Out of the 21 billion euros in loans under a moratorium due to the pandemic, more than 80% had previously been performing, according to the Bank of Greece’s Credit Stability Report published on Thursday.
Those loans account for 15% of the serviced portfolio of Greek banks (12% of their overall portfolio) and given that those loans have a relatively reduced provision coverage for credit risk (about 3%), the prospect of them turning bad would endanger the already fragile capital adequacy of the local credit system, the report warned.
It added that after a sudden 10% contraction of the economy in 2020, an increase in nonperforming loans appears inevitable, and the amount of new NPLs the pandemic is likely to leave behind it will range between 8 and 10 billion euros.
That amount is set to further increase the already huge stock of NPLs Greek banks have, and which after the completion of scheduled securitizations in the context of the current mechanism of state guarantees (Hercules) will amount to 25% of their portfolio. In contrast, the average bad-loan rate in the eurozone stands at 2.9%.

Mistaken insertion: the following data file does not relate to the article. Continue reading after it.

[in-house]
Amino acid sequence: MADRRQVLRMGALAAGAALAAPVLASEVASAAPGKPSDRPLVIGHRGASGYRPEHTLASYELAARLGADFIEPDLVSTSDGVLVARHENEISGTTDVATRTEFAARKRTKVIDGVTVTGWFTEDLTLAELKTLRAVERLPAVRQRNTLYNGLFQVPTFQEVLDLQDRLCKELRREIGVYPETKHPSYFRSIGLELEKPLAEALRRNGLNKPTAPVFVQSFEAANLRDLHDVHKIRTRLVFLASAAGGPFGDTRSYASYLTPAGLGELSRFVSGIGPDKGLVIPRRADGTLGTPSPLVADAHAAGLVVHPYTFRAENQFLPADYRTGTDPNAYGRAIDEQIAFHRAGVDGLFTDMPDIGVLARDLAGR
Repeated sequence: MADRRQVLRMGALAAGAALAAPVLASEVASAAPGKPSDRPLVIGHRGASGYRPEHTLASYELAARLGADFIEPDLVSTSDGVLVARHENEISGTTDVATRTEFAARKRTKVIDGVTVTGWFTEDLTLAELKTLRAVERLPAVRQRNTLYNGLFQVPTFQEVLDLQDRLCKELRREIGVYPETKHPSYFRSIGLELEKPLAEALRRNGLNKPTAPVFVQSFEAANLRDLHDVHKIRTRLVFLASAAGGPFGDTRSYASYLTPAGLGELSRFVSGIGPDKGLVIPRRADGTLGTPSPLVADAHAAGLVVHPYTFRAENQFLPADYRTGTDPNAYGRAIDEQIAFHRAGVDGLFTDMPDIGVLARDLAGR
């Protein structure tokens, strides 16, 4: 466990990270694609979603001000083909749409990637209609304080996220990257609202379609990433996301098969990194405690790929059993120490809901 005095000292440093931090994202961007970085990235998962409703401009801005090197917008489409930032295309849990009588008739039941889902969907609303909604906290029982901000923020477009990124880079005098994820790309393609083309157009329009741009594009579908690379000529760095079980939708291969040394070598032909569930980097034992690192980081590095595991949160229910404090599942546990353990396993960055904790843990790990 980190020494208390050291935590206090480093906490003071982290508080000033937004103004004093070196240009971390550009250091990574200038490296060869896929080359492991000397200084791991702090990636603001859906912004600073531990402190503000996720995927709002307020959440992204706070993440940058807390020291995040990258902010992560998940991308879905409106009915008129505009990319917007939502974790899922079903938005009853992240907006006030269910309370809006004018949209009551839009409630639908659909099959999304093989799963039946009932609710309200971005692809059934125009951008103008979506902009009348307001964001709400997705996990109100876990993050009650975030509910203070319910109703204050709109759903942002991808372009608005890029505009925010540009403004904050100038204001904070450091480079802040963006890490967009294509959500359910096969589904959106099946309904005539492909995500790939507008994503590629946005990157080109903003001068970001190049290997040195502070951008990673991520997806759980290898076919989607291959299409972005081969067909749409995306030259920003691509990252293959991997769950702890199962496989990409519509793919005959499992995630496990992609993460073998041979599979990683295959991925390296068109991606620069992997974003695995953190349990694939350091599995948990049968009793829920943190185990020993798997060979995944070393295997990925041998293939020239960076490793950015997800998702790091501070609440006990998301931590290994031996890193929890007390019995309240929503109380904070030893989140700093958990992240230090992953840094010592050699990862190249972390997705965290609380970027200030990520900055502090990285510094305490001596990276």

BoG data show that the frozen loans are 60% corporate credit and 40% loans to individuals. For most loans the moratorium was due to expire at end-2020 or in early 2021.
“Banks have to acknowledge the increased credit risk in their financial reports and secure the necessary capital reserves so that they can tackle the prospect of a significant increase in NPLs,” the central bank stresses, just as 34% of loans whose repayments have been suspended for now are characterized as having an increased credit risk.
That is because a significant share of the loans on ice concern very small, small and medium-sized enterprises that have been hurt by the pandemic in a period when they were only just starting to recover from the previous crisis but still had weak fundamentals.
Therefore the Bank of Greece is sticking to its proposal for the creation of an asset management company for tackling the problem of deferred tax assets.